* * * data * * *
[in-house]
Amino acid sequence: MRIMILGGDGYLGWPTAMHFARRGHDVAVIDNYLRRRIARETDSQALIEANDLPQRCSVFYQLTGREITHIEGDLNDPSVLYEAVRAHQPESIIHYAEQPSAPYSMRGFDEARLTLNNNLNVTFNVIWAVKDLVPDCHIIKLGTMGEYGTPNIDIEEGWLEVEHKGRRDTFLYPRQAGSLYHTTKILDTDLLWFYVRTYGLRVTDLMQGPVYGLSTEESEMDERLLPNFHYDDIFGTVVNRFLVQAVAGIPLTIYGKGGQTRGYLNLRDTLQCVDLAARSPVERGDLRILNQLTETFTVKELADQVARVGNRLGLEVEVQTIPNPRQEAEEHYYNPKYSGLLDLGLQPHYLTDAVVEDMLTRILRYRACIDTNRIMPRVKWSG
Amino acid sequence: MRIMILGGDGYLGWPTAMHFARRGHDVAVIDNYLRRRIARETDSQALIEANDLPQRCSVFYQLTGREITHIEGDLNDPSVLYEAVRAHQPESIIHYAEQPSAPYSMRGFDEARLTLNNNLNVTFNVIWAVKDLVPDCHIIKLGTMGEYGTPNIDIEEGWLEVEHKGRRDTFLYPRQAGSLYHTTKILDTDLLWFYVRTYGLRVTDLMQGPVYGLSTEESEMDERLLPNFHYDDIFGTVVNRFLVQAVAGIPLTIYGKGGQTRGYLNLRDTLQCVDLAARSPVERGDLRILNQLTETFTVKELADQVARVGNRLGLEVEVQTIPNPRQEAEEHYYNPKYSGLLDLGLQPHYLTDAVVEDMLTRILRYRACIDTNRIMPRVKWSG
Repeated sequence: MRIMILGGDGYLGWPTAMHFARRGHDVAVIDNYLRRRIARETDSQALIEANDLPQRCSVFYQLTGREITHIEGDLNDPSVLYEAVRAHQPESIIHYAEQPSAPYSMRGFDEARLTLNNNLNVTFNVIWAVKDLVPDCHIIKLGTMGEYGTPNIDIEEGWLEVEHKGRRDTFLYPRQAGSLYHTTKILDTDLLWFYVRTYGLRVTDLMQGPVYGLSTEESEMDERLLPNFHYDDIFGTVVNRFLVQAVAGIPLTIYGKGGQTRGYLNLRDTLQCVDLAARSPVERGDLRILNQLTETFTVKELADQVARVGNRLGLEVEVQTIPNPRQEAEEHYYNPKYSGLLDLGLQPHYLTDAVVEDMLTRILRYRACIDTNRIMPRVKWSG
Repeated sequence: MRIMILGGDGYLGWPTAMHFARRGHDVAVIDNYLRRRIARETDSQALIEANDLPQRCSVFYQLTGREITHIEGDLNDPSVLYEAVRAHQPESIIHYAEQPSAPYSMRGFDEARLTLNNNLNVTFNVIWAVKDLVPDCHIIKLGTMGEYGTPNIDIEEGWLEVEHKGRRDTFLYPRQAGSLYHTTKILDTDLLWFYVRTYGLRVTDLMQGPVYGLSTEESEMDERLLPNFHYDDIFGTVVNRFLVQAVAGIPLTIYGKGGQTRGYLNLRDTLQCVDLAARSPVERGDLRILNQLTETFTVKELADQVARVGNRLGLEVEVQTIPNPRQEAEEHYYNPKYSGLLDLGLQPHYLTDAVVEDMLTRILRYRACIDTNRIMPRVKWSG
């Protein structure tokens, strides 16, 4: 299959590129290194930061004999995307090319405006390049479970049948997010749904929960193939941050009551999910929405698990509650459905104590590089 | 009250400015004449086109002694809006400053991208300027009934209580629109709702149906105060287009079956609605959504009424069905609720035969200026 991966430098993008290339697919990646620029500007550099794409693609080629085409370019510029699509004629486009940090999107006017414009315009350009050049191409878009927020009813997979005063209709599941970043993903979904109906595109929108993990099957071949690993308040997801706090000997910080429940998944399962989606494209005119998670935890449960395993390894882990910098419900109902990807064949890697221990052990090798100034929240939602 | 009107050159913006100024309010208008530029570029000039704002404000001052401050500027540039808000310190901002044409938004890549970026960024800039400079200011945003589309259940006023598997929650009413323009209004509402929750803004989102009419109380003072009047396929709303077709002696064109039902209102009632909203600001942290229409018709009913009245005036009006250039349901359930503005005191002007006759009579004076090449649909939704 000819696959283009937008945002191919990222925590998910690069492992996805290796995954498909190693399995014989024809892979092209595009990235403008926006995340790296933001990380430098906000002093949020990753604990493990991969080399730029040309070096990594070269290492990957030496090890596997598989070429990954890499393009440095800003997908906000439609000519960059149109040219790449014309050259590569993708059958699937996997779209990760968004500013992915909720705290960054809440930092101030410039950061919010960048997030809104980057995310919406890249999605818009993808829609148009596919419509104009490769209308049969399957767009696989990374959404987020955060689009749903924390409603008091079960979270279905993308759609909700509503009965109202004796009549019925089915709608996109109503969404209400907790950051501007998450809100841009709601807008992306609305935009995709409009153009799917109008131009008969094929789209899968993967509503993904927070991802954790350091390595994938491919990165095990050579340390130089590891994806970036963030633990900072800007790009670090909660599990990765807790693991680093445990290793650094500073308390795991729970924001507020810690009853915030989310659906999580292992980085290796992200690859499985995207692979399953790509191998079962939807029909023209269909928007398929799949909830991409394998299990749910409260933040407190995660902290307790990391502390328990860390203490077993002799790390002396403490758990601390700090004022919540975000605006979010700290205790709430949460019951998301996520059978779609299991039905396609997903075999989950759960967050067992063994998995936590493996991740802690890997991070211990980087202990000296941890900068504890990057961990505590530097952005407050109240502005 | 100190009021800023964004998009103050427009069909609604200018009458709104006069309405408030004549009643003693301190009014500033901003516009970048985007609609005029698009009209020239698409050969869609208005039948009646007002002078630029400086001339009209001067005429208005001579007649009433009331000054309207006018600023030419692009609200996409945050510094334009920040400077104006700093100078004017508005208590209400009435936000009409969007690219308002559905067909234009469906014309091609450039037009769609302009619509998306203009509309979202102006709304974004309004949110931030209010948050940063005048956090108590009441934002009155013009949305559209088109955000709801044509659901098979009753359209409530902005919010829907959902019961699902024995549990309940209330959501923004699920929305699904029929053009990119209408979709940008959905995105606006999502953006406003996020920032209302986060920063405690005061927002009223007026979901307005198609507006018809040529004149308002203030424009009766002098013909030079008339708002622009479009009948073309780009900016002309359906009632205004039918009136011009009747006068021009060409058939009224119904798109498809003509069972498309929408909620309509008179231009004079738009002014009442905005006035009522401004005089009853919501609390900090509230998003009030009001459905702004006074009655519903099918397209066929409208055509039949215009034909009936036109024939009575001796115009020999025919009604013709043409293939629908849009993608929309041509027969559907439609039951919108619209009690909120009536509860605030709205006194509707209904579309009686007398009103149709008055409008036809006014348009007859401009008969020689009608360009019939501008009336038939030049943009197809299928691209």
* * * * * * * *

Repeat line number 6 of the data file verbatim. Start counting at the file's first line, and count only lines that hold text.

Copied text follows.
């Protein structure tokens, strides 16, 4: 299959590129290194930061004999995307090319405006390049479970049948997010749904929960193939941050009551999910929405698990509650459905104590590089 | 009250400015004449086109002694809006400053991208300027009934209580629109709702149906105060287009079956609605959504009424069905609720035969200026 991966430098993008290339697919990646620029500007550099794409693609080629085409370019510029699509004629486009940090999107006017414009315009350009050049191409878009927020009813997979005063209709599941970043993903979904109906595109929108993990099957071949690993308040997801706090000997910080429940998944399962989606494209005119998670935890449960395993390894882990910098419900109902990807064949890697221990052990090798100034929240939602 | 009107050159913006100024309010208008530029570029000039704002404000001052401050500027540039808000310190901002044409938004890549970026960024800039400079200011945003589309259940006023598997929650009413323009209004509402929750803004989102009419109380003072009047396929709303077709002696064109039902209102009632909203600001942290229409018709009913009245005036009006250039349901359930503005005191002007006759009579004076090449649909939704 000819696959283009937008945002191919990222925590998910690069492992996805290796995954498909190693399995014989024809892979092209595009990235403008926006995340790296933001990380430098906000002093949020990753604990493990991969080399730029040309070096990594070269290492990957030496090890596997598989070429990954890499393009440095800003997908906000439609000519960059149109040219790449014309050259590569993708059958699937996997779209990760968004500013992915909720705290960054809440930092101030410039950061919010960048997030809104980057995310919406890249999605818009993808829609148009596919419509104009490769209308049969399957767009696989990374959404987020955060689009749903924390409603008091079960979270279905993308759609909700509503009965109202004796009549019925089915709608996109109503969404209400907790950051501007998450809100841009709601807008992306609305935009995709409009153009799917109008131009008969094929789209899968993967509503993904927070991802954790350091390595994938491919990165095990050579340390130089590891994806970036963030633990900072800007790009670090909660599990990765807790693991680093445990290793650094500073308390795991729970924001507020810690009853915030989310659906999580292992980085290796992200690859499985995207692979399953790509191998079962939807029909023209269909928007398929799949909830991409394998299990749910409260933040407190995660902290307790990391502390328990860390203490077993002799790390002396403490758990601390700090004022919540975000605006979010700290205790709430949460019951998301996520059978779609299991039905396609997903075999989950759960967050067992063994998995936590493996991740802690890997991070211990980087202990000296941890900068504890990057961990505590530097952005407050109240502005 | 100190009021800023964004998009103050427009069909609604200018009458709104006069309405408030004549009643003693301190009014500033901003516009970048985007609609005029698009009209020239698409050969869609208005039948009646007002002078630029400086001339009209001067005429208005001579007649009433009331000054309207006018600023030419692009609200996409945050510094334009920040400077104006700093100078004017508005208590209400009435936000009409969007690219308002559905067909234009469906014309091609450039037009769609302009619509998306203009509309979202102006709304974004309004949110931030209010948050940063005048956090108590009441934002009155013009949305559209088109955000709801044509659901098979009753359209409530902005919010829907959902019961699902024995549990309940209330959501923004699920929305699904029929053009990119209408979709940008959905995105606006999502953006406003996020920032209302986060920063405690005061927002009223007026979901307005198609507006018809040529004149308002203030424009009766002098013909030079008339708002622009479009009948073309780009900016002309359906009632205004039918009136011009009747006068021009060409058939009224119904798109498809003509069972498309929408909620309509008179231009004079738009002014009442905005006035009522401004005089009853919501609390900090509230998003009030009001459905702004006074009655519903099918397209066929409208055509039949215009034909009936036109024939009575001796115009020999025919009604013709043409293939629908849009993608929309041509027969559907439609039951919108619209009690909120009536509860605030709205006194509707209904579309009686007398009103149709008055409008036809006014348009007859401009008969020689009608360009019939501008009336038939030049943009197809299928691209």